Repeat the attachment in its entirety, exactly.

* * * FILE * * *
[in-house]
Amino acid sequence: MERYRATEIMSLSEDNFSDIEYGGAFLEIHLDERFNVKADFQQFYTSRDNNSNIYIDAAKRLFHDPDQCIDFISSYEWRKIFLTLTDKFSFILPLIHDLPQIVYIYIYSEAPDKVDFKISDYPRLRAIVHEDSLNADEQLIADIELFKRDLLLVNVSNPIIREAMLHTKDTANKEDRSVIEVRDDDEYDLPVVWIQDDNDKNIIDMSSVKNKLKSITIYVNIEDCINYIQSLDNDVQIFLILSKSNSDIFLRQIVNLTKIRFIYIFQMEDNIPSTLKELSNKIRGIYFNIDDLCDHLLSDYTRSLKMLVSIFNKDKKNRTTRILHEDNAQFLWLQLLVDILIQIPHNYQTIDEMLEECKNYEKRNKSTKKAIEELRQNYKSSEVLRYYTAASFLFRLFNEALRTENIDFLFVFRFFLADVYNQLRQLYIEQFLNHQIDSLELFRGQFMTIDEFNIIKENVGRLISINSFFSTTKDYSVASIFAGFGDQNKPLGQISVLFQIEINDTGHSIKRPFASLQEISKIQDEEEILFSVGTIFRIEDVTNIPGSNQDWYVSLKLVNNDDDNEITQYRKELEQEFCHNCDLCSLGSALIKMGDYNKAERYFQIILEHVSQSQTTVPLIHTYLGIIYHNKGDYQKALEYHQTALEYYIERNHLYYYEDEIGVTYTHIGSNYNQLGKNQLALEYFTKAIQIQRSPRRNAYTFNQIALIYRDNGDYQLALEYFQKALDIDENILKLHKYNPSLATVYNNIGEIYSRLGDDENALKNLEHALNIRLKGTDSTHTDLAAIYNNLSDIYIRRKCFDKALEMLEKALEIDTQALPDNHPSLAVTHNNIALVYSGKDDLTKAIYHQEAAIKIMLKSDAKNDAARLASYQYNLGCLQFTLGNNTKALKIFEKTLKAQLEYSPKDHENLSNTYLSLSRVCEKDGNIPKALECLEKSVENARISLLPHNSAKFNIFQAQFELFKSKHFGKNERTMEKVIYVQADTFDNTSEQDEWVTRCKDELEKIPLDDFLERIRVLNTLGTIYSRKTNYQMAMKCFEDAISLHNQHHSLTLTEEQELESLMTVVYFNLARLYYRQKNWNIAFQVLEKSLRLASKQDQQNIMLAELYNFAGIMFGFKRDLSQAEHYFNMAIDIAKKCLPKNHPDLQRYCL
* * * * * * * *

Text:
[in-house]
Amino acid sequence: MERYRATEIMSLSEDNFSDIEYGGAFLEIHLDERFNVKADFQQFYTSRDNNSNIYIDAAKRLFHDPDQCIDFISSYEWRKIFLTLTDKFSFILPLIHDLPQIVYIYIYSEAPDKVDFKISDYPRLRAIVHEDSLNADEQLIADIELFKRDLLLVNVSNPIIREAMLHTKDTANKEDRSVIEVRDDDEYDLPVVWIQDDNDKNIIDMSSVKNKLKSITIYVNIEDCINYIQSLDNDVQIFLILSKSNSDIFLRQIVNLTKIRFIYIFQMEDNIPSTLKELSNKIRGIYFNIDDLCDHLLSDYTRSLKMLVSIFNKDKKNRTTRILHEDNAQFLWLQLLVDILIQIPHNYQTIDEMLEECKNYEKRNKSTKKAIEELRQNYKSSEVLRYYTAASFLFRLFNEALRTENIDFLFVFRFFLADVYNQLRQLYIEQFLNHQIDSLELFRGQFMTIDEFNIIKENVGRLISINSFFSTTKDYSVASIFAGFGDQNKPLGQISVLFQIEINDTGHSIKRPFASLQEISKIQDEEEILFSVGTIFRIEDVTNIPGSNQDWYVSLKLVNNDDDNEITQYRKELEQEFCHNCDLCSLGSALIKMGDYNKAERYFQIILEHVSQSQTTVPLIHTYLGIIYHNKGDYQKALEYHQTALEYYIERNHLYYYEDEIGVTYTHIGSNYNQLGKNQLALEYFTKAIQIQRSPRRNAYTFNQIALIYRDNGDYQLALEYFQKALDIDENILKLHKYNPSLATVYNNIGEIYSRLGDDENALKNLEHALNIRLKGTDSTHTDLAAIYNNLSDIYIRRKCFDKALEMLEKALEIDTQALPDNHPSLAVTHNNIALVYSGKDDLTKAIYHQEAAIKIMLKSDAKNDAARLASYQYNLGCLQFTLGNNTKALKIFEKTLKAQLEYSPKDHENLSNTYLSLSRVCEKDGNIPKALECLEKSVENARISLLPHNSAKFNIFQAQFELFKSKHFGKNERTMEKVIYVQADTFDNTSEQDEWVTRCKDELEKIPLDDFLERIRVLNTLGTIYSRKTNYQMAMKCFEDAISLHNQHHSLTLTEEQELESLMTVVYFNLARLYYRQKNWNIAFQVLEKSLRLASKQDQQNIMLAELYNFAGIMFGFKRDLSQAEHYFNMAIDIAKKCLPKNHPDLQRYCL